Css

CSS Animation hits Kickstarter: Back your way to better websites now!

Vicki Murley worked on the iPhone and was Apple's Safari Technology Evangelist before leaving to start her own book company. Her first project, CSS Transforms, was marvelous, and her follow up, CSS Animations, looks to be even better. This time, however, she needs our help to make it a reality. Kickstarter:

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CSS Transforms: An Interactive Guide hits iBooks for iPad

Vicki Murley, former web technologies evangelist at Apple, has produced a new iBook on CSS transformations. From the description:

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Google Chrome vs Safari: iOS Browser shootout!

Google Chrome for iOS was released today, so we naturally put it up against the default browser, Safari. We conducted some basic tests, such as load times (which revealed a slight lead for Chrome in two tests), JavaScript (where Safari had a significant lead), HTML5, and CSS (roughly equivalent).

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How websites are adapting for the new iPad Retina display and other HiDPI screens

Following the launch of the new iPad there's been a lot of discussion about how, and where or even whether, websites should update to support the needs of HiDPI screens like Apple's Retina display. If users are going to be looking at websites on a Retina display iPad, and one day Retina display Macs, HiDPI Android and Windows displays, and other high density screens, having them look as good as possible is a definite concern.

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iPhone 4 created purely from CSS3 code can slide to unlock and more

HTML5 and CSS expert Vasily Zubach has put together a quite amazing render of an iPhone 4 created solely using CSS3. Because it was created in this manner, it does not include any images at all, it is all done with code.

This rendering of iPhone 4 and its icons was made in pure CSS3. No images, no base64, no SVG, no canvas, just 3395 lines of CSS code and 335 lines of Javascript code (with jQuery, of course).Viewed best with the latest versions of Safari and Chrome in Mac OS X.

You can see what we mean by amazing, when you visit the full render here. It is not just a render but it also offers a certain amount of functionality too. You can slide to unlock, click the home button and even turn it on and off using the power button. Very clever work!

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Star Wars Opening Recreated in HTML, CSS!

Speaking of Daring Fireball links and HTML5, Guillermo Esteves has re-created the opening crawl from the original Star Wars using only web-based technologies. It currently runs exclusively on the bleeding-edge WebKit nightly builds, Safari for OS X Snow Leopard... and on the built-in iPhone Safari (though it doesn't look as polished).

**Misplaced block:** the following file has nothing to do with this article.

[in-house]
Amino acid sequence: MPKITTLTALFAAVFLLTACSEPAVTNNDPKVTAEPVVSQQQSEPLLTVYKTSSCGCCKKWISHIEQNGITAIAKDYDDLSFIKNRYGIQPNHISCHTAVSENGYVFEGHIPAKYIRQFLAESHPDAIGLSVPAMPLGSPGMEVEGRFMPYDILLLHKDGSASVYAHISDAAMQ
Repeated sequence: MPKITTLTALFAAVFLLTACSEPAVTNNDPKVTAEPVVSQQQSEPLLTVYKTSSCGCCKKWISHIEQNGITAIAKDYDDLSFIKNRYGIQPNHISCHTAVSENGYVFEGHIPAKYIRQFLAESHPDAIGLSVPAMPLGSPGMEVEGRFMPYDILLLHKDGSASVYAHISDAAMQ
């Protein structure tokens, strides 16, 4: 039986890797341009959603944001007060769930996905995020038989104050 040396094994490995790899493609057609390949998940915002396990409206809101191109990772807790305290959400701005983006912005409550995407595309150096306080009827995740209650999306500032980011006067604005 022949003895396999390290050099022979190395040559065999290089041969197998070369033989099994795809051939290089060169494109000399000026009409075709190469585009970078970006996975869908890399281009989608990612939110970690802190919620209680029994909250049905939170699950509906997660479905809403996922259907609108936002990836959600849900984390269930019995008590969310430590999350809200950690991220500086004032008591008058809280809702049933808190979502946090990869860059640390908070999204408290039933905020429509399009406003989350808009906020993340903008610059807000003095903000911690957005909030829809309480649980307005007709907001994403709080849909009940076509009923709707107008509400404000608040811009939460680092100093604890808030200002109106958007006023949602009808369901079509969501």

That's right. No Chrome anything, including Android 2.1. No Palm webOS browser. That it works on the iPhone's and iPod touch's MobileSafari... is kind of crazy considering it hasn't been updated since iPhone 3.1.2 back on Oct. 8. Just goes to show how seriously Apple is pushing the web on the iPhone.

So, yeah, words moving away into perspective in your browser, but this is without QuickTime or Flash or anything to strain your bandwidth or burn your battery. Very nice.

YouTube video of the WebKit nightly build version after the break!

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WebKit Tells Flash to Kiss Their Apps: CSS Animation and 3D Already in iPhone Safari Browser

WebKit is Apple's open source evolution of the old Linux Konquerer KHTML browser, and it forms the foundation of Safari on both the desktop and the iPhone (and Google Android, Palm Pre, Nokia tablets, etc.). Their Surfin' Safari blog has just announced CSS animation support, but the better news (via MacRumors), is that iPhone (and iPod touch) Safari already supports both CSS animation and 3D.

Want to check it out? Just hit up this awesome animated falling leaf demo on your iPhone!

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Safari 4 to Take Aim at Flash, Beef up Web 2.0 Apps

Hot on the heels of the just released Safari 3.1, some of whose features are reportedly trickling down to baby brother MobileSafari on the iPhone 2.0 firmware, Apple has reportedly begun seeding early builds of Safari 4 (5526.11.2) to developers.

The big news? WebKit's screaming fast SquirelFish Javascript engine is a go, and 53% faster, which will be huge for Web 2.0 apps like Google's... and the newly announced MobileMe service from Apple, of course!

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